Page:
The Veterans Affairs Medical Center in Buffalo scored better than average for avoidable in-hospital complications, but lower than average for avoidable infections, according to a rating of national VA centers.
The rating system examines VA medical centers on a scale of one to five stars, with five awarded to the top-rated hospitals. The system uses dozens of measures – from mortality rates and wait times to nurse turnover and job satisfaction.
The medical center in Buffalo received a 3-star rating. The Buffalo facility did better in 2016 than in 2015 for overall hospital quality.
Ten hospitals nationwide received one star for the fiscal year ending Sept. 30, including facilities in Albuquerque, Dallas, Detroit, Phoenix and Los Angeles.
Fourteen facilities earned five stars, including those in Cleveland, Pittsburgh and Boston.
The VA reported that 120 of 146 facilities showed small or large improvements over their prior year performance. The star ratings, available at www.va.gov/qualityofcare, also show if a hospital's rating improved or declined from 2015 to 2016.
"We feel proud of what we've done. We have improved in each quarter," said Dr. Grace Stringfellow, chief of staff at the Veterans Affairs Medical Center in Buffalo.
The star ratings are based on measures in a VA internal quality improvement monitoring system known as Strategic Analytics for Improvement and Learning. Measures have been published since 2012 but not the overall ratings. The system compares VA hospitals to one another, as well as to a benchmark goal, so that it is possible that a facility can improve and not necessarily climb in the ratings, according to the VA. In addition, the measures in the VA system do not mirror the measures in star ratings for non-VA hospitals.
Buffalo's Veteran Affairs Medical Center on many measures rated at or near the average for the VA overall:
- Death rate among hospital patients: below national benchmark; average (50th percentile) for the VA overall.
- Avoidable healthcare associated infections: below national benchmark; below average for VA overall.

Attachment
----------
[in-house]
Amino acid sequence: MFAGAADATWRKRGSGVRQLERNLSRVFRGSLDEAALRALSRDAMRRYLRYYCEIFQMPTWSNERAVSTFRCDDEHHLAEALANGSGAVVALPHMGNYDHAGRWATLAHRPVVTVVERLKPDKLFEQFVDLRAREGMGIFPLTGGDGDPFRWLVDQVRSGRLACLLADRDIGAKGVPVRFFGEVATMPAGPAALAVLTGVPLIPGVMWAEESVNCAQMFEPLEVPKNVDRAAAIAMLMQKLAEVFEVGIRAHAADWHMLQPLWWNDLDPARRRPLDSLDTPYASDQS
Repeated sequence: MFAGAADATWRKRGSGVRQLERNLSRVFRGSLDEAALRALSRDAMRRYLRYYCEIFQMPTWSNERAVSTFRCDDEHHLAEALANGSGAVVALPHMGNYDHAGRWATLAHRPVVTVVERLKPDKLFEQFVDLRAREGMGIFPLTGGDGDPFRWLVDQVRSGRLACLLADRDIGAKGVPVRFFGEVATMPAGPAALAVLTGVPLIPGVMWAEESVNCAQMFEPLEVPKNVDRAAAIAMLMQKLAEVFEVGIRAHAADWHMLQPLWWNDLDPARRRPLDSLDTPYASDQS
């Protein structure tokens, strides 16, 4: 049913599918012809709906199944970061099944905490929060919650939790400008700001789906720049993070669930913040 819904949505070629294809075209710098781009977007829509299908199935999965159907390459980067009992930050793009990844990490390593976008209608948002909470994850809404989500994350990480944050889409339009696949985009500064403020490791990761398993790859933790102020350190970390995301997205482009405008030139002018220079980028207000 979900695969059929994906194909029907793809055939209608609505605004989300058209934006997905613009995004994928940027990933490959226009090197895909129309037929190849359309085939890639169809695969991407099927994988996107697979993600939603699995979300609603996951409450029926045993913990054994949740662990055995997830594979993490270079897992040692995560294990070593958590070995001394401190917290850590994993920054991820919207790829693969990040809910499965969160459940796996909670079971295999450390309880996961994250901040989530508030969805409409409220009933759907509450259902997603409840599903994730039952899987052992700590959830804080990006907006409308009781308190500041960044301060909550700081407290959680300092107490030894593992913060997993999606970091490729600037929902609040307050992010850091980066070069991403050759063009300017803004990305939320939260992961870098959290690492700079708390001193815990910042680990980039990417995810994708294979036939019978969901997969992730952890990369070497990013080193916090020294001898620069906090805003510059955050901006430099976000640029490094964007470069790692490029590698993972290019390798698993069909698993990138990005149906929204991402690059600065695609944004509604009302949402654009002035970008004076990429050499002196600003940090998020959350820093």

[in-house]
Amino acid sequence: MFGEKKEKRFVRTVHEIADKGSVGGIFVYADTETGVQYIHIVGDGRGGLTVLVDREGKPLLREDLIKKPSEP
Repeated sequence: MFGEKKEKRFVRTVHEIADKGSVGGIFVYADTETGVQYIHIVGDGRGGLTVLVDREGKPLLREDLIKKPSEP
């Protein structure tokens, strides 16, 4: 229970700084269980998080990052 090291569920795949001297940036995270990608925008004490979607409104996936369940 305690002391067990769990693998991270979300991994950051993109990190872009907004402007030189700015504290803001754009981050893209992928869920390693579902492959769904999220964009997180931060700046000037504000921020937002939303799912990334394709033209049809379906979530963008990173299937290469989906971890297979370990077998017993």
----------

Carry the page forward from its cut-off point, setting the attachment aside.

- Avoidable in-hospital complications: below national benchmark; better than average for VA overall.
- Length of stay: below national benchmark; average for the VA overall.
- Mental health coverage: below benchmark; much better than VA average overall
- 30-day readmission rate: below the national benchmark; average for VA overall.
- Overall patient rating of hospital: below national benchmark; lower than average for VA overall.
- Rating of specialty care providers: below national benchmark; better than average for VA overall.
- Overall job satisfaction: close to benchmark and average for VA overall.
- Registered nurse turnover rate: below national benchmark; better than average for VA overall.
- Get routine or urgent appointments: below national benchmark; in most cases, better than VA overall.
- Speed of response to call center calls: below benchmark; slightly below average for VA overall.
When looking at the Buffalo rating, individuals should consider that the patient population at the medical center does not reflect the average general patient population, Stringfellow said.
"Our patients are older. Many have complex conditions and psycho-social issues, as well as and issues with compliance with medical care that we deal with," she said.
The hospital is aware of and working on those measures where it rated worse than average, Stringfellow said. She and others also noted those measures in which the facility did well, such as nurse turnover and mental health coverage.
"We are close to reaching the benchmark in how veterans are utilizing our mental health services," said Jill Murray, behavioral health care manager.
Patrick Welch, an advocate for veterans issues, said he has witnessed improvement at the Buffalo medical center over the 50 years that he has used it.
"It's not perfect. They get dinged on things. But for the most part, I believe veterans are pleased with the services – maybe not ecstatic, but pleased. From my own experience, the Buffalo hospital has improved 1,000 percent from the day I went in for care in 1966," said Welch, who was wounded in the Vietnam War.
Welch, the former director of the Veterans Services Agency in Erie County, sits on the medical center director's advisory board.
"There was a period in the 1960s and 1970s when I called it the ugly VA. But things started to change in the 1980s and 90s," Welch said. "Now, I believe, it is the good VA."